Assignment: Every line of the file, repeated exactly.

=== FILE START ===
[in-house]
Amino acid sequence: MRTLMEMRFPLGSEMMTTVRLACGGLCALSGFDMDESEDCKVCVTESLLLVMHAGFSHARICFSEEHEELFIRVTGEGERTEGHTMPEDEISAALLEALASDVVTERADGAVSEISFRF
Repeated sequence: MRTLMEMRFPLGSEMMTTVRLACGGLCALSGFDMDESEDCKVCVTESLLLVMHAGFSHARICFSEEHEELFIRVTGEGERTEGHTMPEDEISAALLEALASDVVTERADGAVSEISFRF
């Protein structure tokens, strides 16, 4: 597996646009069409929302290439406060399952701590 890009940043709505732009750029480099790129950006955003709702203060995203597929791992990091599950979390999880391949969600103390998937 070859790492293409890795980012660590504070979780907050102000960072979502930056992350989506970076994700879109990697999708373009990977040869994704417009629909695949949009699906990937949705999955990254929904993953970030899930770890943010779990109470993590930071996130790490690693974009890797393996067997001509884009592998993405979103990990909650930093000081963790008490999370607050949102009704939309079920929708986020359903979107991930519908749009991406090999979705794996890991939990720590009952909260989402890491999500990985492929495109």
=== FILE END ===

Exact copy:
[in-house]
Amino acid sequence: MRTLMEMRFPLGSEMMTTVRLACGGLCALSGFDMDESEDCKVCVTESLLLVMHAGFSHARICFSEEHEELFIRVTGEGERTEGHTMPEDEISAALLEALASDVVTERADGAVSEISFRF
Repeated sequence: MRTLMEMRFPLGSEMMTTVRLACGGLCALSGFDMDESEDCKVCVTESLLLVMHAGFSHARICFSEEHEELFIRVTGEGERTEGHTMPEDEISAALLEALASDVVTERADGAVSEISFRF
């Protein structure tokens, strides 16, 4: 597996646009069409929302290439406060399952701590 890009940043709505732009750029480099790129950006955003709702203060995203597929791992990091599950979390999880391949969600103390998937 070859790492293409890795980012660590504070979780907050102000960072979502930056992350989506970076994700879109990697999708373009990977040869994704417009629909695949949009699906990937949705999955990254929904993953970030899930770890943010779990109470993590930071996130790490690693974009890797393996067997001509884009592998993405979103990990909650930093000081963790008490999370607050949102009704939309079920929708986020359903979107991930519908749009991406090999979705794996890991939990720590009952909260989402890491999500990985492929495109």